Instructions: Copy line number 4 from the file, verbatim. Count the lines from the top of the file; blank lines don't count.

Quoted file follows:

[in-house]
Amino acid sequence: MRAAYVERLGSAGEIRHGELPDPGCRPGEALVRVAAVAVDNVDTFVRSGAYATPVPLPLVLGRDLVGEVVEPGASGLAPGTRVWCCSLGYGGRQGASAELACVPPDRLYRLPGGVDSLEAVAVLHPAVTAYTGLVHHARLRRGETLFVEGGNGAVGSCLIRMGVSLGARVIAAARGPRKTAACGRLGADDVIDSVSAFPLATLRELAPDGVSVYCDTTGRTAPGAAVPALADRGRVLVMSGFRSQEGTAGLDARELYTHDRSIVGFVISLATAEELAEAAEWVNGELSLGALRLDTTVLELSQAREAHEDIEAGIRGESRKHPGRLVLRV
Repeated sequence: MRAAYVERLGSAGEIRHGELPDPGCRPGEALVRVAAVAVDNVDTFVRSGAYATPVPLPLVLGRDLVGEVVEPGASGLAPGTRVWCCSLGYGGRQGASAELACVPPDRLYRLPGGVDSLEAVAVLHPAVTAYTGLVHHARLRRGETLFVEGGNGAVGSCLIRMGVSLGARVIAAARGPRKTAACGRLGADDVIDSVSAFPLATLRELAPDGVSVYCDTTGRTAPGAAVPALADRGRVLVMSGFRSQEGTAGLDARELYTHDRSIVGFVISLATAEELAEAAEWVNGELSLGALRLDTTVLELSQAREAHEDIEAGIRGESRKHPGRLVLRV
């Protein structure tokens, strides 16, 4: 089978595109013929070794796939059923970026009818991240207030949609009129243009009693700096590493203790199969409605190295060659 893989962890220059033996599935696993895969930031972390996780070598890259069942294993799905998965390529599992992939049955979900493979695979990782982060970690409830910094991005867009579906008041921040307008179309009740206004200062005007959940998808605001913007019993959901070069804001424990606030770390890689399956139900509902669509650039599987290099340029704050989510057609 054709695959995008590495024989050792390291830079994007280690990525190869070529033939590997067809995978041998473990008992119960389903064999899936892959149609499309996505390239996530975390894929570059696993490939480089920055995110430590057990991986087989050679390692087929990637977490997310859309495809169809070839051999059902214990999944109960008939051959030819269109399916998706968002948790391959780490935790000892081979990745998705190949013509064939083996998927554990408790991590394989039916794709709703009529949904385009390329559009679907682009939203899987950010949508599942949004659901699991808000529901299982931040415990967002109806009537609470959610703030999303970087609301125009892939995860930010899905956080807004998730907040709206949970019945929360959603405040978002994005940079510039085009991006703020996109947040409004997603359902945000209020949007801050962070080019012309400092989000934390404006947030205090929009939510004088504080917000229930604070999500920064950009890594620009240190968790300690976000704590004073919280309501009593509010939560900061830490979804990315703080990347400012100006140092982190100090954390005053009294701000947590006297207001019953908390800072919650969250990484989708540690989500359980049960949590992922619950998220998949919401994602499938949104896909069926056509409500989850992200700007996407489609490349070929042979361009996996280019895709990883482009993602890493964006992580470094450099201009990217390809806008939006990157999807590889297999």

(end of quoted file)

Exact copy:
């Protein structure tokens, strides 16, 4: 089978595109013929070794796939059923970026009818991240207030949609009129243009009693700096590493203790199969409605190295060659 893989962890220059033996599935696993895969930031972390996780070598890259069942294993799905998965390529599992992939049955979900493979695979990782982060970690409830910094991005867009579906008041921040307008179309009740206004200062005007959940998808605001913007019993959901070069804001424990606030770390890689399956139900509902669509650039599987290099340029704050989510057609 054709695959995008590495024989050792390291830079994007280690990525190869070529033939590997067809995978041998473990008992119960389903064999899936892959149609499309996505390239996530975390894929570059696993490939480089920055995110430590057990991986087989050679390692087929990637977490997310859309495809169809070839051999059902214990999944109960008939051959030819269109399916998706968002948790391959780490935790000892081979990745998705190949013509064939083996998927554990408790991590394989039916794709709703009529949904385009390329559009679907682009939203899987950010949508599942949004659901699991808000529901299982931040415990967002109806009537609470959610703030999303970087609301125009892939995860930010899905956080807004998730907040709206949970019945929360959603405040978002994005940079510039085009991006703020996109947040409004997603359902945000209020949007801050962070080019012309400092989000934390404006947030205090929009939510004088504080917000229930604070999500920064950009890594620009240190968790300690976000704590004073919280309501009593509010939560900061830490979804990315703080990347400012100006140092982190100090954390005053009294701000947590006297207001019953908390800072919650969250990484989708540690989500359980049960949590992922619950998220998949919401994602499938949104896909069926056509409500989850992200700007996407489609490349070929042979361009996996280019895709990883482009993602890493964006992580470094450099201009990217390809806008939006990157999807590889297999």